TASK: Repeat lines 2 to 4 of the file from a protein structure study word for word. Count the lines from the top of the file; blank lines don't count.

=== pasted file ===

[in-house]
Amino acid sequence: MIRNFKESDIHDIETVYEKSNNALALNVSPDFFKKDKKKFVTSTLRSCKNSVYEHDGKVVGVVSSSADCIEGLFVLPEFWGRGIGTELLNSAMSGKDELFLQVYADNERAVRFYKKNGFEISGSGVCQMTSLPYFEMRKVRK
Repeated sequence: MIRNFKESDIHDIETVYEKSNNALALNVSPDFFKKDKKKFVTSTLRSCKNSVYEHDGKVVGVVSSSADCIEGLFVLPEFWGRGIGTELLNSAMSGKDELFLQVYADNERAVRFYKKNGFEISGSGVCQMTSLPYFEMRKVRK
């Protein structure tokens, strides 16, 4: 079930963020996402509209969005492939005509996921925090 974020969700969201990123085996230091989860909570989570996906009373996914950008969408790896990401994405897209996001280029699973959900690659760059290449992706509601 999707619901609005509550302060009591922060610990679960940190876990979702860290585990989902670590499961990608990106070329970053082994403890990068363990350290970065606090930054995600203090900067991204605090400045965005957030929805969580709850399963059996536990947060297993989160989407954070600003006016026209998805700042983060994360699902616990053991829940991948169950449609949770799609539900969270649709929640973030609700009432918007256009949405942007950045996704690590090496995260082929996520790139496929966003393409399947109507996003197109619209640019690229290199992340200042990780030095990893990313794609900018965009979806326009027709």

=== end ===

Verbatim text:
Amino acid sequence: MIRNFKESDIHDIETVYEKSNNALALNVSPDFFKKDKKKFVTSTLRSCKNSVYEHDGKVVGVVSSSADCIEGLFVLPEFWGRGIGTELLNSAMSGKDELFLQVYADNERAVRFYKKNGFEISGSGVCQMTSLPYFEMRKVRK
Repeated sequence: MIRNFKESDIHDIETVYEKSNNALALNVSPDFFKKDKKKFVTSTLRSCKNSVYEHDGKVVGVVSSSADCIEGLFVLPEFWGRGIGTELLNSAMSGKDELFLQVYADNERAVRFYKKNGFEISGSGVCQMTSLPYFEMRKVRK
């Protein structure tokens, strides 16, 4: 079930963020996402509209969005492939005509996921925090 974020969700969201990123085996230091989860909570989570996906009373996914950008969408790896990401994405897209996001280029699973959900690659760059290449992706509601 999707619901609005509550302060009591922060610990679960940190876990979702860290585990989902670590499961990608990106070329970053082994403890990068363990350290970065606090930054995600203090900067991204605090400045965005957030929805969580709850399963059996536990947060297993989160989407954070600003006016026209998805700042983060994360699902616990053991829940991948169950449609949770799609539900969270649709929640973030609700009432918007256009949405942007950045996704690590090496995260082929996520790139496929966003393409399947109507996003197109619209640019690229290199992340200042990780030095990893990313794609900018965009979806326009027709």